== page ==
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Start me Up, What I learned from young love

By Edited Oct 14, 2015 0 0

Start me Up

My first boyfriend, the one in high school, who should have been all innocence and perks, wasn't very nice to me. I was sweet sixteen, never been kissed. He kept pestering me for sex. I wasn't ready. I couldn't even imagine what that would look like. Although he had the appearance of a "nice" boy he had apparently done enough research to know exactly what it looked like. He bought me a cheap ring at the dimestore, insisting that a "created" diamond was chemically the same as a "found" diamond. I was skeptical, but afraid of his putdowns and bullying. He wasn't abusive in a physical manner, just domineering. "What's the problem?" he demanded at my reluctance, "We're engaged, anyway." As if that made it alright. My parents were charmed by him, although his mother was less than happy with me. I could scarcely understand her thick Peruvian accent. So I had stared dumbly and hesitated answering her conversation. She decided later I must be on drugs.

His mother did me one favor though. Sensing that "something was up" with the kids she asked my mother to meet her for coffee. My mother was not the most social person in the world. She was curious. Arthur was my first boyfriend after all. She met with the notorious Mrs. M., only to come back enraged. "She thinks you kids are having sex!" Sputtered my mother, who knew me well enough. Knew me well enough to know I would have been terrified to do that. Horrified and offended that Mrs. M had called me a little slut my mother had read her the riot act and split. My mother stood up for me. I felt a unexpected surge of pride for the tiny woman. I didn't know enough at the time to be enraged for myself.

No, I entered the grey world wholly unprepared for the stereotypes branded on the flesh of young teens. If you are a mean person you turn bully, a sweet person you cave. Somewheres in the middle are theives, drug addicts and cheerleaders. No one wants to believe a pretty girl isn't putting out. They'll make her less pretty in their imagination by deciding she's a b-word. I didn't want to be thought of as horrible, I was cowed by the things I heard my brothers say about girls.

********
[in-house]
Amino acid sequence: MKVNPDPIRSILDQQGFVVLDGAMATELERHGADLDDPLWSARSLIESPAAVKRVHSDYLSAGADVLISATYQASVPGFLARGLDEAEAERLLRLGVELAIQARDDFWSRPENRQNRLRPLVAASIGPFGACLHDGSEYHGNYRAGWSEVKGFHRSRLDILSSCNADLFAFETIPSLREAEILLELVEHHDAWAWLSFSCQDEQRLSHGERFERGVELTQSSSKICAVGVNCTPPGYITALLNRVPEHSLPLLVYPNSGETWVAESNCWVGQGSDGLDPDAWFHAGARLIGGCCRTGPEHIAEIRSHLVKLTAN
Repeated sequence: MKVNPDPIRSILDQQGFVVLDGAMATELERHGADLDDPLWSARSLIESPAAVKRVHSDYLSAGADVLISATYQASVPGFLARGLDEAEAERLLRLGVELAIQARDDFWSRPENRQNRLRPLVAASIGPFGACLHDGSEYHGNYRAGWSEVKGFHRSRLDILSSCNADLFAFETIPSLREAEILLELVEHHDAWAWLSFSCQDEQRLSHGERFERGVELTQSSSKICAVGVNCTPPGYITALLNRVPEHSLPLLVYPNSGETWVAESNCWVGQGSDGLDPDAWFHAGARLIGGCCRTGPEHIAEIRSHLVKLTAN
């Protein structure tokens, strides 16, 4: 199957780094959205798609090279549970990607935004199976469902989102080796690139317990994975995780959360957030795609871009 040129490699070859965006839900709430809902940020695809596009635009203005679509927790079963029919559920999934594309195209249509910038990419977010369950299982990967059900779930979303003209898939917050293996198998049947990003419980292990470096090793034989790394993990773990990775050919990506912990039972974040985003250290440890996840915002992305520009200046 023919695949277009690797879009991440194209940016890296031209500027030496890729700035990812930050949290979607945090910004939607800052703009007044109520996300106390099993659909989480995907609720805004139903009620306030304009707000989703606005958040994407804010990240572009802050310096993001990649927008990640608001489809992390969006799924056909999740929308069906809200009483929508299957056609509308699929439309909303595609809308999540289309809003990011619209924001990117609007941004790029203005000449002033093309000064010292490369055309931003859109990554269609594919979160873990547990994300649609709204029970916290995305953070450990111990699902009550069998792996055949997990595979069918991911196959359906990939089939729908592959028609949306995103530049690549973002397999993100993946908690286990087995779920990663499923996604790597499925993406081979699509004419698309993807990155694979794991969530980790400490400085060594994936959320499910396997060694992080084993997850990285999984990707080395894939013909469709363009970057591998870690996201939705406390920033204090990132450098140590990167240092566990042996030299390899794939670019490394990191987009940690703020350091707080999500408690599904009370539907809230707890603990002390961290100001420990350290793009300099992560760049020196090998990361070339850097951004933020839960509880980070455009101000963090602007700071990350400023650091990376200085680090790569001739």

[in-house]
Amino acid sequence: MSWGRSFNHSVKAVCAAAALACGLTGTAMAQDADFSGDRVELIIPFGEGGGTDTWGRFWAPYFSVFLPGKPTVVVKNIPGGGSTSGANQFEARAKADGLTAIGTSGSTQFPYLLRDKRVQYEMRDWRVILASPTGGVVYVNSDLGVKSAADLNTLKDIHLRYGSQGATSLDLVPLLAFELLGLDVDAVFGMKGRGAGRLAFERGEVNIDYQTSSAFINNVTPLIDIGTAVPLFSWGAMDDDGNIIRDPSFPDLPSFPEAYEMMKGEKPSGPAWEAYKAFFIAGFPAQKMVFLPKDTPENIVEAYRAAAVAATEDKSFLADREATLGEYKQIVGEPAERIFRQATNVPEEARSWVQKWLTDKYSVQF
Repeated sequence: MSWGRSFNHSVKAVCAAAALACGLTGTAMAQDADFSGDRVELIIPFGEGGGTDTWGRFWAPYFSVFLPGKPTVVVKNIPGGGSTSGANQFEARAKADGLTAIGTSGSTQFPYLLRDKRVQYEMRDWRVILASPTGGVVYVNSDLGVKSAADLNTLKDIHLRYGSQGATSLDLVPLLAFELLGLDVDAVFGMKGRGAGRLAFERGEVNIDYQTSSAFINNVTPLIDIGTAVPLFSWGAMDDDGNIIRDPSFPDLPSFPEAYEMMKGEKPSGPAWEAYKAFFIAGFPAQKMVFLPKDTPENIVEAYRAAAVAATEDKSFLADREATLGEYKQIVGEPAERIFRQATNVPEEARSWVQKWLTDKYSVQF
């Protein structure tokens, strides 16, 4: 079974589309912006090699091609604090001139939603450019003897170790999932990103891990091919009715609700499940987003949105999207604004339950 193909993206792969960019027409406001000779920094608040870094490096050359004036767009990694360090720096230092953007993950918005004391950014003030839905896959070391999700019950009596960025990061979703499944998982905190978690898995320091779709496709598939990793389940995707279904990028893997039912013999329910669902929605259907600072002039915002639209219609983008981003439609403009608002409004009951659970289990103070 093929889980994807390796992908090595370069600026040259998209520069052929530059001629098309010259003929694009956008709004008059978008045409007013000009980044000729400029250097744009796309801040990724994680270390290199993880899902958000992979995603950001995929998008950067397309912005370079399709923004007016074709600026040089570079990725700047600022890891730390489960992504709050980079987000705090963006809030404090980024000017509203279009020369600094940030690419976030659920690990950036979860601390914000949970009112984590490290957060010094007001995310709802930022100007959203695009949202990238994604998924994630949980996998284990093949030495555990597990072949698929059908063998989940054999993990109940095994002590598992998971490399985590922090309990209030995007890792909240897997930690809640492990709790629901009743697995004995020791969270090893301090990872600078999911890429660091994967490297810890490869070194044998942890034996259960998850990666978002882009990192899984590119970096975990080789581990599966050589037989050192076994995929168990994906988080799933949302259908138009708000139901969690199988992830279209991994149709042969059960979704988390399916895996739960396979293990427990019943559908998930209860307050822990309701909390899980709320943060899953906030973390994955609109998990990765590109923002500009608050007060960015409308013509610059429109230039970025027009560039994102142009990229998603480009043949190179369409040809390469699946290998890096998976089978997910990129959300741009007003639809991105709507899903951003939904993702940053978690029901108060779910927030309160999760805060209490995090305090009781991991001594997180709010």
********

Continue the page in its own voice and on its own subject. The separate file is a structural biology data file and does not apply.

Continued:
I met my first real boyfriend when I was 20. I met him before my mother died, and got serious with him shortly after her death. Tony had a philosophy of how relationships work. You simply treat your boyfriend like a king, and he treats you like a queen, explained Tony. I liked that idea. I liked how he always paid when he took me out to dinner, and how he sent a cab for me if he couldn't pick me up. I entered his home and did what ever dishes I saw in his sink. I wasn't above sweeping and fluffing, and generally cleaning his house.

Why do you do that? Demanded my room mate. You don't LIVE with him. I could never explain the viseral pleasure I received from doing him a kindness. It was, without a doubt, more for me than for him. Much as I loved him, and I later learned much as he loved me, that relationship was not to be. Tony moved from Hawai'I without bringing me along. He felt I needed to finish college, to find a boy my own age, and have a family of my own in that order. When he found me 10 years later, still single – still loving him, he still loving me, we cried over the mismanagement of our lives. The time had passed. As two single parents we didn't imagine throwing our kids in together. We couldn't make it work. He found me just days before I was moving away myself. We passed, ships in the night.

There are so many habits I picked up from him that I still do today. I still unpack everything as soon as
I get back from the store. I still feel the need to treat my partner like a king. I never worry about if people love me. I only chose whom to love, and concentrate on my end of the deal. The part I have control over. That way I am never enraged.

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